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The Regulation of Artificial Intelligence – What Can America and the World Expect?

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The Regulation of Artificial Intelligence –  What Can America and the World Expect?

International measures aimed at developing artificial intelligence (AI) are not only the domain of global corporations. AI-based technologies are also used in the security sector. That is why they are a subject of transatlantic cooperation within the framework of NATO.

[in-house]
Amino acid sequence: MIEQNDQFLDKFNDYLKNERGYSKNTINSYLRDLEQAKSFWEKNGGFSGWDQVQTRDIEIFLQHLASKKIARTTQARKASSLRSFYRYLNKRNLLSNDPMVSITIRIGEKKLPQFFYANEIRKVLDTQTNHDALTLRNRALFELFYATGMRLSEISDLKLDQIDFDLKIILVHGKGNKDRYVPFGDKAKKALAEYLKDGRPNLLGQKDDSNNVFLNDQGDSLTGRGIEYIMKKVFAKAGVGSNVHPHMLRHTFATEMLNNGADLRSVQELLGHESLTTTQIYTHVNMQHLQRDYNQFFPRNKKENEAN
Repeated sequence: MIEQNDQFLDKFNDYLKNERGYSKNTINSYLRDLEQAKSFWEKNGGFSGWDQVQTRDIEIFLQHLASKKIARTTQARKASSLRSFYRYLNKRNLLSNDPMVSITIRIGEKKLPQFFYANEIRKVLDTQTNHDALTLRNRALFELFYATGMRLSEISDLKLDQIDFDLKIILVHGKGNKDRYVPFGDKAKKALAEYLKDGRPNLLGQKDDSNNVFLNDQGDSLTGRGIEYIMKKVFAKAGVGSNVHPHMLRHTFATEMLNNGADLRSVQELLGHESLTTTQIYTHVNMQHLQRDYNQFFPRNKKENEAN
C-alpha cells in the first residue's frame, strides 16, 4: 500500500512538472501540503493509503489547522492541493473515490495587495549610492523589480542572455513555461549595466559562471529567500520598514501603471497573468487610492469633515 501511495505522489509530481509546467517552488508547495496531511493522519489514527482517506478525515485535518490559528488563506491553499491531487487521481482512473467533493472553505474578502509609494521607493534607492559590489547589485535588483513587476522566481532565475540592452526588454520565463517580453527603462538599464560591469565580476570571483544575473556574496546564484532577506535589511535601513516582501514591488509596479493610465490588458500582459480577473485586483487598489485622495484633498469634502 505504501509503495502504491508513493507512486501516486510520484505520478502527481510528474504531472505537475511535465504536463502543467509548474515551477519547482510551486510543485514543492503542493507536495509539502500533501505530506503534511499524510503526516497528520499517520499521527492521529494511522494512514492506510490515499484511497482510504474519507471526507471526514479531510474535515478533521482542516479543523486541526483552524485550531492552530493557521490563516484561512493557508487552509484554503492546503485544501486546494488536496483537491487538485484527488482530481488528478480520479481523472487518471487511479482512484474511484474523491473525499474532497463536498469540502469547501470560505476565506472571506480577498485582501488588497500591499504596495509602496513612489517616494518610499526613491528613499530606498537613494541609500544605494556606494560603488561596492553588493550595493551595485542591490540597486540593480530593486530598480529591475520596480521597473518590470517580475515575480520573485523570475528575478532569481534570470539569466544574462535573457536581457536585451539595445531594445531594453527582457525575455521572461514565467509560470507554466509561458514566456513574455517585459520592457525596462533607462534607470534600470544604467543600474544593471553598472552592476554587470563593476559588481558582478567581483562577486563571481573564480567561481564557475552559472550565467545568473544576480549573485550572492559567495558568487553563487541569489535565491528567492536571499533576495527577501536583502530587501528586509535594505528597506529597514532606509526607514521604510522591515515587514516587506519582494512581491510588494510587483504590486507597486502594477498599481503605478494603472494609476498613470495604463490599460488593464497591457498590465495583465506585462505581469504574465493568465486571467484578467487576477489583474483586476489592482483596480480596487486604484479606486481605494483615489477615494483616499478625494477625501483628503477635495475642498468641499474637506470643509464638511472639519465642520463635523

In February 2019, President Trump signed an Executive Order (no. 13859) to uphold the American leadership in the field of artificial intelligence. The initiative sets the tone for key areas, such as: R&D investment, guidelines and regulations as well as gaining competencies and engaging in international collaboration to support American research and innovation in artificial intelligence. In late 2020, at an event organized within the framework of the Future Europe Initiative, NATO Deputy Secretary General Mircea Geoană rightly noted that “there are considerable benefits of setting up a transatlantic digital community cooperating on Artificial Intelligence (AI) and emerging and disruptive technologies, where NATO can play a key role as a facilitator for innovation and exchange.” It is hard to disagree with these words. While European Member States can rely on EU bodies in terms of assistance, when it comes to transatlantic cooperation NATO seems to be a natural leader in an area that is already affecting security worldwide. Moreover, the US leadership in NATO can significantly help to create international standards on AI. Work in this field is much more advanced in the United States than in other countries. The phrase “Artificial Intelligence” alone appears in 117 acts as of today.